I and the whole House would agree with my noble friend that having the right people making the right assessments on the right place for those people to be treated is key to all this. We are rolling out training through the National Autism Trainer Programme, in which we have invested £20 million to ensure improvements in autistic diagnostic pathways and people’s capability to achieve them. We are now rolling out the Oliver McGowan training to over 1 million people and looking at rolling out stage 2. However, I agree with her that these actions are vital.

My Lords, the tragedy is that so many admissions are due to failings in adult social care. Mencap’s analysis of the latest NHS Digital statistics shows that only 45% of ICSs have met the adult in-patient rate promised by March 2020 and that 26% of ICSs are going in the wrong direction. Can the Minister update the House on future plans for building the right support after March 2024? In the absence of mental health and adult social care Bills in the gracious Speech, what plans are there to fully implement the recommendations in my report, which he kindly mentioned, published by the Department of Health on 8 November? So many of those recommendations were dependent on a code of practice to the current Mental Health Act being reopened.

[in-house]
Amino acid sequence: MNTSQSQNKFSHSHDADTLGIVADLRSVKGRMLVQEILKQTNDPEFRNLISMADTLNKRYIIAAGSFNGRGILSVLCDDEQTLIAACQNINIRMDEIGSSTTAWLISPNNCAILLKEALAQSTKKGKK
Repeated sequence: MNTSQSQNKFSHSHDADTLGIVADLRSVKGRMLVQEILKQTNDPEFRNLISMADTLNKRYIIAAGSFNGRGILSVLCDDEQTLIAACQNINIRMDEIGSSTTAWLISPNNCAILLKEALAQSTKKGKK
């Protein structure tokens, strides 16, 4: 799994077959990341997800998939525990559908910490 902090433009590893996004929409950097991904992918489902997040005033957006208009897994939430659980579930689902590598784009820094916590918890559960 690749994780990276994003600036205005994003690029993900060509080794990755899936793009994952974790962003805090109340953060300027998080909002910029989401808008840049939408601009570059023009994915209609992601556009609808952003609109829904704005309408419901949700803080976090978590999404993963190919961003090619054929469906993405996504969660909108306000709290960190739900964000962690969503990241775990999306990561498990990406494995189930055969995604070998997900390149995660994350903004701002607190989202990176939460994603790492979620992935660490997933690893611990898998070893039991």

I thank the noble Baroness for her report and the meeting that we had to follow it up. Probably the best way forward on this is that a lot of things we are doing and can do can be done absent the Bill. I should be happy to sit down with her and talk through what we can do and where we can go further to make sure that everything that we were trying to put into legislation we can effectively make happen anyway, because we are all agreed as a House absolutely on the direction of travel in which we want to go.

My Lords, what is being done to change the commissioning systems and contracts that currently incentivise providers of medium and long- term secure accommodation to keep people in hospital, rather than equip them to go back into the community?

I will come back in more detail on the contractual arrangements, but the point that the noble Baroness raises on making sure that there are no perverse incentives to do that has to be right. The now CQC-led reviews that we have agreed to put in place as part of continuing the recommendations of the noble Baroness, Lady Hollins, happen frequently. In the case of adults, there is a review every six months, if appropriate, and, in the case of children, every three months to make sure that every step of the way we ask whether this is really the right place for them to be.

My Lords, these days, more and more parents would like to have purpose-built accommodation for their autistic children. At this moment, they are unable to have that because they cannot access an adaptation grant, also known as a disability facility grant. That needs to change so that parents can build independent self-contained accommodation for their autistic children, which can be done only through legislation and extra funding. Will the Government look into this?